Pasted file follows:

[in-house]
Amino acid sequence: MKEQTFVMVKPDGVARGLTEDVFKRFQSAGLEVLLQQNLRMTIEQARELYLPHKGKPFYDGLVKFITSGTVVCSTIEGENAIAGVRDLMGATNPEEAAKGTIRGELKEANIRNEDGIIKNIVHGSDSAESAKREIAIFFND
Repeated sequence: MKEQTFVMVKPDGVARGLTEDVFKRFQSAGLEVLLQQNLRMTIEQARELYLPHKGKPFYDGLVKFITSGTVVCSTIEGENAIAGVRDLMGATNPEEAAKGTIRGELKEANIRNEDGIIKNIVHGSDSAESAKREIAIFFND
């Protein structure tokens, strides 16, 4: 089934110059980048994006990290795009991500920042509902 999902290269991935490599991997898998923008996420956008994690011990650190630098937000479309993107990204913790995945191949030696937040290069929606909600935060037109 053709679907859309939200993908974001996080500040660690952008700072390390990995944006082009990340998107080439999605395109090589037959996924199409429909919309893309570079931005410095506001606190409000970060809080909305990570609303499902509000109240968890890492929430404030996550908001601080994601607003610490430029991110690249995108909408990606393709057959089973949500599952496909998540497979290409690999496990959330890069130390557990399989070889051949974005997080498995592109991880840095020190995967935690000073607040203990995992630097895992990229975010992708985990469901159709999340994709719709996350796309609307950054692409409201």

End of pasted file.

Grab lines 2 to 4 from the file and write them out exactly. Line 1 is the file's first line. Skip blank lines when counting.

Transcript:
Amino acid sequence: MKEQTFVMVKPDGVARGLTEDVFKRFQSAGLEVLLQQNLRMTIEQARELYLPHKGKPFYDGLVKFITSGTVVCSTIEGENAIAGVRDLMGATNPEEAAKGTIRGELKEANIRNEDGIIKNIVHGSDSAESAKREIAIFFND
Repeated sequence: MKEQTFVMVKPDGVARGLTEDVFKRFQSAGLEVLLQQNLRMTIEQARELYLPHKGKPFYDGLVKFITSGTVVCSTIEGENAIAGVRDLMGATNPEEAAKGTIRGELKEANIRNEDGIIKNIVHGSDSAESAKREIAIFFND
């Protein structure tokens, strides 16, 4: 089934110059980048994006990290795009991500920042509902 999902290269991935490599991997898998923008996420956008994690011990650190630098937000479309993107990204913790995945191949030696937040290069929606909600935060037109 053709679907859309939200993908974001996080500040660690952008700072390390990995944006082009990340998107080439999605395109090589037959996924199409429909919309893309570079931005410095506001606190409000970060809080909305990570609303499902509000109240968890890492929430404030996550908001601080994601607003610490430029991110690249995108909408990606393709057959089973949500599952496909998540497979290409690999496990959330890069130390557990399989070889051949974005997080498995592109991880840095020190995967935690000073607040203990995992630097895992990229975010992708985990469901159709999340994709719709996350796309609307950054692409409201």